Pub. date: 2008 | Online Pub. Date: June 25, 2008 | DOI: 10.4135/9781412963978 | Print ISBN: 9781412909280 | Online ISBN: 9781412963978| Publisher:SAGE Publications, Inc.About this encyclopedia
Alan E. Stewart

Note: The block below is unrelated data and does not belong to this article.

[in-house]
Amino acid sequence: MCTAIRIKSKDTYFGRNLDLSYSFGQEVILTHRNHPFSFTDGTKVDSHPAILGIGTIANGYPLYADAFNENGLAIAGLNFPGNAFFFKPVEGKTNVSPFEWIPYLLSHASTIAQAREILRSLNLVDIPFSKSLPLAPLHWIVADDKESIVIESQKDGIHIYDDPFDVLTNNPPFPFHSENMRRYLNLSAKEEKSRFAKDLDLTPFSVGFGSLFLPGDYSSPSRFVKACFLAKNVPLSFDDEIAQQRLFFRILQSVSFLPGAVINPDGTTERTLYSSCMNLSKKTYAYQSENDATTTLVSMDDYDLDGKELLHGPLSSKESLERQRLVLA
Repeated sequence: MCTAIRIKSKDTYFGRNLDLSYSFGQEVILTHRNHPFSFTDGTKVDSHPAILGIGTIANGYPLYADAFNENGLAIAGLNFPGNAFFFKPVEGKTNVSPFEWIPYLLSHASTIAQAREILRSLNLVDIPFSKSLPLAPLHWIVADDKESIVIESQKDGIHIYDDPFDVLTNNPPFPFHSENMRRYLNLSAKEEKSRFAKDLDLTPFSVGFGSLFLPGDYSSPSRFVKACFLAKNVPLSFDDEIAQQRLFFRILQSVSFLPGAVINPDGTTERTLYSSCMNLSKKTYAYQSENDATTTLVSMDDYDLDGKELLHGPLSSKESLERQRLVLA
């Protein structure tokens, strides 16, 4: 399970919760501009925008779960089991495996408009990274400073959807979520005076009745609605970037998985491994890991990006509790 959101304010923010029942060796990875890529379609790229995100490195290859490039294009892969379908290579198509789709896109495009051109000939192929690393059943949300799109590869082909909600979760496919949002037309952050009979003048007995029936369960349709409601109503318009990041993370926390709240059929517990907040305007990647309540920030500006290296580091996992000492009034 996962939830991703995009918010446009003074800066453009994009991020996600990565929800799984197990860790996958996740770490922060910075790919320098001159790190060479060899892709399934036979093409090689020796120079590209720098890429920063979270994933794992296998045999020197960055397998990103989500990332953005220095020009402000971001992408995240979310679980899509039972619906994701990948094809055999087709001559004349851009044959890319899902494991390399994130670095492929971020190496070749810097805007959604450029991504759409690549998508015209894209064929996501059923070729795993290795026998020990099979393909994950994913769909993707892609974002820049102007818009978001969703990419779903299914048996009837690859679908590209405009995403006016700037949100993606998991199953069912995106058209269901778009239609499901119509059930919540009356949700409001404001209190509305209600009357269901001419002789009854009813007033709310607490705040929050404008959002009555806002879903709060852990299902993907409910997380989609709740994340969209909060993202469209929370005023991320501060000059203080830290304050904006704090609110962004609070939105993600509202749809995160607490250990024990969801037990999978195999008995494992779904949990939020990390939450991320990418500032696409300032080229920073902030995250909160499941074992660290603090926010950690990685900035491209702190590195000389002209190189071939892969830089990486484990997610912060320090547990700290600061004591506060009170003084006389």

Adlerian therapy refers to counseling and psychotherapeutic interventions that are associated with the individual psychology of Alfred Adler (1870–1937), a Viennese psychologist and contemporary of Sigmund Freud. Individual psychology emphasizes an examination of the individual's social and cultural embeddedness, a holistic view of personality, taking personal responsibility, striving to achieve life goals, growth towards a sense of completion and belonging, and a practical approach to meeting life's challenges. Because these values are so universally shared, a wide variety of mental health professionals use classical and contemporary expressions of Adlerian therapy in their work. Adler believed that people's pursuit of their overarching life goals pulled them from positions of inferiority, inactivity, and inertness to positions of mastery and completion. Many factors affect the nature of people's life goals and the manner in which they pursue them, including heredity, pre- and perinatal influences, socioeconomic and cultural contexts, health, the family emotional environment, ...